Published on Sunday, December 29, 2002 by the St Louis Post-Dispatch
White House Budget Office Thwarts EPA Warning on Asbestos-Laced Insulation
by Andrew Schneider
WASHINGTON — The Environmental Protection Agency was on the verge of warning millions of Americans that their attics and walls might contain asbestos-contaminated insulation. But, at the last minute, the White House intervened, and the warning has never been issued.
The agency's refusal to share its knowledge of what is believed to be a widespread health risk has been criticized by a former EPA administrator under two Republican presidents, a Democratic U.S. senator and physicians and scientists who have treated victims of the contamination.
Ore from the Libby mine was shipped across the nation and around the world, ending up in insulation called Zonolite that was used in millions of homes, businesses and schools across America.
A public health emergency declaration had never been issued by any agency. It would have authorized the removal of the disease-causing insulation from homes in Libby and also provided long-term medical care for those made sick. Additionally, it would have triggered notification of property owners elsewhere who might be exposed to the contaminated insulation.
Zonolite insulation was sold throughout North America from the 1940s through the 1990s. Almost all of the vermiculite used in the insulation came from the Libby mine, last owned by W.R. Grace & Co.
In a meeting in mid-March, EPA Administrator Christie Todd Whitman and Marianne Horinko, head of the Superfund program, met with Paul Peronard, the EPA coordinator of the Libby cleanup and his team of health specialists. Whitman and Horinko asked tough questions, and apparently got the answers they needed. They agreed they had to move ahead on a declaration, said a participant in the meeting.
By early April, the declaration was ready to go. News releases had been written and rewritten. Lists of governors to call and politicians to notify had been compiled. Internal e-mail shows that discussions had even been held on whether Whitman would go to Libby for the announcement.
But the declaration was never made.
Derailed by White House
Interviews and documents show that just days before the EPA was set to make the declaration, the plan was thwarted by the White House Office of Management and Budget, which had been told of the proposal months earlier.
Both the budget office and the EPA acknowledge that the White House agency was actively involved, but neither agency would discuss how or why.
The EPA's chief spokesman Joe Martyak said, "Contact OMB for the details."
Budget office spokesperson Amy Call said, "These questions will have to be addressed to the EPA."
Call said the budget office provided wording for the EPA to use, but she declined to say why the White House opposed the declaration and the public notification.
"These are part of our internal discussions with EPA, and we don't discuss predecisional deliberations," Call said.
Both agencies refused Freedom of Information Act requests for documents to and from the White House Office of Management and Budget.
The budget office was created in 1970 to evaluate all budget, policy, legislative, regulatory, procurement and management issues on behalf of the president.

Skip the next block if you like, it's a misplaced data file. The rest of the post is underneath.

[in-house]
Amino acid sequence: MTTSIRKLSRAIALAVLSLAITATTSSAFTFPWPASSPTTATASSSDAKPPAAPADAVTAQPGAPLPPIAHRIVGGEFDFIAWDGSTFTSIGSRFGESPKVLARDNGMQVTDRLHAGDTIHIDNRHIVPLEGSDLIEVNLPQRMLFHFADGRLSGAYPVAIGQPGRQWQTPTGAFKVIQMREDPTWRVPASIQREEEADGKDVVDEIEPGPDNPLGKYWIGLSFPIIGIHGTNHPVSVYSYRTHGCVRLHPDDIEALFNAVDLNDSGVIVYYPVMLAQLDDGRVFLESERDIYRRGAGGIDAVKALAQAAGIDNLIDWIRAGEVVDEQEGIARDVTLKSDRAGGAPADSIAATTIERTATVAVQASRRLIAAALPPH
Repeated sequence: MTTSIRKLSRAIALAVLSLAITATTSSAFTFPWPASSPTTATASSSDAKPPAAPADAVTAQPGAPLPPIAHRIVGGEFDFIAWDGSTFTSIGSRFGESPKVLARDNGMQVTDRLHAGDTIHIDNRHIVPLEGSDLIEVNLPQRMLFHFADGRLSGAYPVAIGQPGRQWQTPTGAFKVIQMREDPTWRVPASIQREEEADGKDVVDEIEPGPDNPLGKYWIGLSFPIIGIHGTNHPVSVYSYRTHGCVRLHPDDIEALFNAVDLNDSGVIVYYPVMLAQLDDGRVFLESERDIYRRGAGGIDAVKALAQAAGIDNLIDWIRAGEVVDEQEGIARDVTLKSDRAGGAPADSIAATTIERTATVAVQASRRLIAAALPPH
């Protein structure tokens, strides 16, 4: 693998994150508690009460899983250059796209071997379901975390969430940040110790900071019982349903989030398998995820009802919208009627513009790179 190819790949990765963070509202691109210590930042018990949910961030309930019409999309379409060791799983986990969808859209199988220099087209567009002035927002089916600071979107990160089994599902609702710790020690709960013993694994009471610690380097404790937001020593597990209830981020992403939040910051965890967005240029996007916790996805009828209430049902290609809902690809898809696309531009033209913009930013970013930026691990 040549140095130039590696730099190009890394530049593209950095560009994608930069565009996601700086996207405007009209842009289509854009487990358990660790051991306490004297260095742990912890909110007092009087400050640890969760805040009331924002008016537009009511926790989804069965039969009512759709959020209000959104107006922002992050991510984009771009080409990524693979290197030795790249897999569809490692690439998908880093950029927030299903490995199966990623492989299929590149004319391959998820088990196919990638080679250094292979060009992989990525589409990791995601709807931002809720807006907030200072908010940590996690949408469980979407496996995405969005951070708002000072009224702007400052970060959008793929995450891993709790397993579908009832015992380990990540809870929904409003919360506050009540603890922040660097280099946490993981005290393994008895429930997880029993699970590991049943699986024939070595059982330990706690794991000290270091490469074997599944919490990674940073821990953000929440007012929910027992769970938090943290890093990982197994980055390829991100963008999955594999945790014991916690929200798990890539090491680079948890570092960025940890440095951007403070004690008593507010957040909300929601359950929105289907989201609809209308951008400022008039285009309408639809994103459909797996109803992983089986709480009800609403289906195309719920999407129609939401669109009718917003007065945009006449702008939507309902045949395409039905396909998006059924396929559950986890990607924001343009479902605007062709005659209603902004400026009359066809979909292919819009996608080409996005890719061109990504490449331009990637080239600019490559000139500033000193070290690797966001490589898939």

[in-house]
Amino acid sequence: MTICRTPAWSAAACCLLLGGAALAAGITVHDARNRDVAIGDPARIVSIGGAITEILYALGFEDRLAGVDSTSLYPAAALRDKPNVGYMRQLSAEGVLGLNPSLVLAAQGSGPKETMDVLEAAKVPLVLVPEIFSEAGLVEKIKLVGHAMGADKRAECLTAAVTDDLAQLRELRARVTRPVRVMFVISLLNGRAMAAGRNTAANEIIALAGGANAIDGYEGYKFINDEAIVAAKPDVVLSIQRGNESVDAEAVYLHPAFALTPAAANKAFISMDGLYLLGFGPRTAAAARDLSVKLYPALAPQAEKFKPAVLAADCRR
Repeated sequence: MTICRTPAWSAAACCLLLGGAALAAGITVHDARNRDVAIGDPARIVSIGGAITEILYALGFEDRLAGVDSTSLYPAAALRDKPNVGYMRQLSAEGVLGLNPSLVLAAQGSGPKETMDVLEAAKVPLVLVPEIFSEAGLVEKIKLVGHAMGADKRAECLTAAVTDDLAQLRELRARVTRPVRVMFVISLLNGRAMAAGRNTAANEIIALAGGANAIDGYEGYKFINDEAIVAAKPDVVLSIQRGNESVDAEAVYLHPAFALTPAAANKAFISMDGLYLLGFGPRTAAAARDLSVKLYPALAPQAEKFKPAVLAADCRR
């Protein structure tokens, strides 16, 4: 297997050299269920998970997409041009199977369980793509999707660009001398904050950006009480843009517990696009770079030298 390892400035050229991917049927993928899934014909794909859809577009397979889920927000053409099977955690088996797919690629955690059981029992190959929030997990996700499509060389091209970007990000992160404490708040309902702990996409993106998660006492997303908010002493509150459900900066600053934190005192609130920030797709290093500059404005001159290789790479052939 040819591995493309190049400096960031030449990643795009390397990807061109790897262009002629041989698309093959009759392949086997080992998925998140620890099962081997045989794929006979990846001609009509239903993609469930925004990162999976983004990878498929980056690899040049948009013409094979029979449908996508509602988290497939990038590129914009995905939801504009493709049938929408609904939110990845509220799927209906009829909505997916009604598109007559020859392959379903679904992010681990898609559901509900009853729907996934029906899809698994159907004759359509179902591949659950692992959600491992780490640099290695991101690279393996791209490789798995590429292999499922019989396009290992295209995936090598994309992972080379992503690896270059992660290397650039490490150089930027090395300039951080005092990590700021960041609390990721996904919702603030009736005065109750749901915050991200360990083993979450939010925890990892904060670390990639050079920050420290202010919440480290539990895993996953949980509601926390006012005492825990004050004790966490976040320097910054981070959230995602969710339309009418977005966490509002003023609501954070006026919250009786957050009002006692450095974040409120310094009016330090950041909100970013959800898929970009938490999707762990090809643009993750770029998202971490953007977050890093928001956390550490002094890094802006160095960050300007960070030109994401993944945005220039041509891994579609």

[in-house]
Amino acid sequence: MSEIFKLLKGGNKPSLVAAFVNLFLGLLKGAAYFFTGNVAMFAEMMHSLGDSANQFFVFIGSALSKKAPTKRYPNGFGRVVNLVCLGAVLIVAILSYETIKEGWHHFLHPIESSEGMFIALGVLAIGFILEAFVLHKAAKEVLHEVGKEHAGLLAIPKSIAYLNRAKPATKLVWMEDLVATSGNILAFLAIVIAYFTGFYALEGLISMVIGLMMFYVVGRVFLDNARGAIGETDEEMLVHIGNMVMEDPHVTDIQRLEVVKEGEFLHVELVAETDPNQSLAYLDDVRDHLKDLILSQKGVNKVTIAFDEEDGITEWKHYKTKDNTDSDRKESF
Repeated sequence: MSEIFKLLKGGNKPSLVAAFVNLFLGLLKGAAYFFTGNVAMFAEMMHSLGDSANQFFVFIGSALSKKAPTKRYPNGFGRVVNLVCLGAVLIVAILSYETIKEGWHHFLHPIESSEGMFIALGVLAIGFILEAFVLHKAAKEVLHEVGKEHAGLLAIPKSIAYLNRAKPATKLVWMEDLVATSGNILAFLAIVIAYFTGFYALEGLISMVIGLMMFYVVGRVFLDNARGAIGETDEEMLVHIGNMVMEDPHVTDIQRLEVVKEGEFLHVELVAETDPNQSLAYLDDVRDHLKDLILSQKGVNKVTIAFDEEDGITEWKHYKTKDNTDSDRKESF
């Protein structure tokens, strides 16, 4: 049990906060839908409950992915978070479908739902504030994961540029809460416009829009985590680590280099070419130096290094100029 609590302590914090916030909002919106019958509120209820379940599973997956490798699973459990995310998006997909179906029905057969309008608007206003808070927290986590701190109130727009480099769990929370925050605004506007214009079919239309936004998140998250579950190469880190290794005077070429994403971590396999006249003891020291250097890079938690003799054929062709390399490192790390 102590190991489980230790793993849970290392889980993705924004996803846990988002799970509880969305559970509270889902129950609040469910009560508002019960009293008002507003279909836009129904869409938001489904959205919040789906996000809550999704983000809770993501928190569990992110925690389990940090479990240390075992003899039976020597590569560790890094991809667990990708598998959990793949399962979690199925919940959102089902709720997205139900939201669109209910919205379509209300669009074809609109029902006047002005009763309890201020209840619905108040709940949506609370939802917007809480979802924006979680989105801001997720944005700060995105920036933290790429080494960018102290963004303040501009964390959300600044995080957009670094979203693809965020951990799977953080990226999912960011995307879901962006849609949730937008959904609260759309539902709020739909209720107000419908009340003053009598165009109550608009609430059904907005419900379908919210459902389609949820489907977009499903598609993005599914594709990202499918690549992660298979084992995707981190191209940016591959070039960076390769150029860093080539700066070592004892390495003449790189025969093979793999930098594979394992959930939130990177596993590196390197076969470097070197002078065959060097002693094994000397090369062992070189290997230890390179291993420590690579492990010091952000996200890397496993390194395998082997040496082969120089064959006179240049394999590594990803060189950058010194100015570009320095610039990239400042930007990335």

Office interfered before
Former EPA administrator William Ruckelshaus, who worked for Presidents Richard Nixon and Ronald Reagan, called the decision not to notify homeowners of the dangers posed by Zonolite insulation "the wrong thing to do."
"When the government comes across this kind of information and doesn't tell people about it, I just think it's wrong, unconscionable, not to do that," he said. "Your first obligation is to tell the people living in these homes of the possible danger.
They need the information so they can decide what actions are best for their family. What right does the government have to conceal these dangers? It just doesn't make sense."
But, he added, pressure on the EPA from the budget office or the White House is not unprecedented.
Ruckelshaus, who became the EPA's first administrator when the agency was created by Nixon in 1970, said he never was called by the president directly to discuss agency decisions. He said the same held true when he was called back to lead the EPA by Reagan after Anne Gorsuch Burford's scandal-plagued tenure.
Calls from a White House staff member or the Office of Management and Budget were another matter.
"The pressure could come from industry pressuring OMB or if someone could find a friendly ear in the White House to get them to intervene," Ruckelshaus said. "These issues like asbestos are so technical, often so convoluted, that industry's best chance to stop us or modify what we wanted to do would come from OMB."
The question about what to do about Zonolite insulation was not the only asbestos-related issue in which the White House intervened.
In January, in an internal EPA report on problems with the agency's much-criticized response to the terrorist attacks in New York City, a section on "lessons learned" said there was a need to release public health and emergency information without having it reviewed and delayed by the White House.
"We cannot delay releasing important public health information," said the report. "The political consequences of delaying information are greater than the benefit of centralized information management."
It was the White House budget office's Office of Information and Regulatory Affairs that derailed the Libby declaration. The regulatory affairs office is headed by John Graham, who formerly ran the Harvard Center for Risk Analysis.
His appointment last year was denounced by environmental, health and public advocacy groups, who claimed his ties to industry were too strong. Graham passes judgment over all major national health, safety and environmental standards.